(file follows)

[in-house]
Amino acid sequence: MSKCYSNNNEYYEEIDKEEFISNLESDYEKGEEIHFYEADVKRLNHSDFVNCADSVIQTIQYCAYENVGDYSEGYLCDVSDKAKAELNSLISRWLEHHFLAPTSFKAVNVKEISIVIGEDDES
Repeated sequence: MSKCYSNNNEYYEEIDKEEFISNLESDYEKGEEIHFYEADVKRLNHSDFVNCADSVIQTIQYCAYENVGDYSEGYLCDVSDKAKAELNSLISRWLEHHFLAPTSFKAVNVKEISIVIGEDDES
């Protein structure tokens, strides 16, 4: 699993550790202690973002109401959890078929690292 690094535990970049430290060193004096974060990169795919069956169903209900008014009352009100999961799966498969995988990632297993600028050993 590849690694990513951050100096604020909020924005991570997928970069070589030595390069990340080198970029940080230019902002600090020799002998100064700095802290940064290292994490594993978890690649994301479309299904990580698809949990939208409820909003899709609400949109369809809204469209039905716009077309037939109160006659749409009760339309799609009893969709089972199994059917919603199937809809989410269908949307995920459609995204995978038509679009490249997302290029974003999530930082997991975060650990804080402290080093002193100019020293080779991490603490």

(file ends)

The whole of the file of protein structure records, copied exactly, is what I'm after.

[in-house]
Amino acid sequence: MSKCYSNNNEYYEEIDKEEFISNLESDYEKGEEIHFYEADVKRLNHSDFVNCADSVIQTIQYCAYENVGDYSEGYLCDVSDKAKAELNSLISRWLEHHFLAPTSFKAVNVKEISIVIGEDDES
Repeated sequence: MSKCYSNNNEYYEEIDKEEFISNLESDYEKGEEIHFYEADVKRLNHSDFVNCADSVIQTIQYCAYENVGDYSEGYLCDVSDKAKAELNSLISRWLEHHFLAPTSFKAVNVKEISIVIGEDDES
């Protein structure tokens, strides 16, 4: 699993550790202690973002109401959890078929690292 690094535990970049430290060193004096974060990169795919069956169903209900008014009352009100999961799966498969995988990632297993600028050993 590849690694990513951050100096604020909020924005991570997928970069070589030595390069990340080198970029940080230019902002600090020799002998100064700095802290940064290292994490594993978890690649994301479309299904990580698809949990939208409820909003899709609400949109369809809204469209039905716009077309037939109160006659749409009760339309799609009893969709089972199994059917919603199937809809989410269908949307995920459609995204995978038509679009490249997302290029974003999530930082997991975060650990804080402290080093002193100019020293080779991490603490």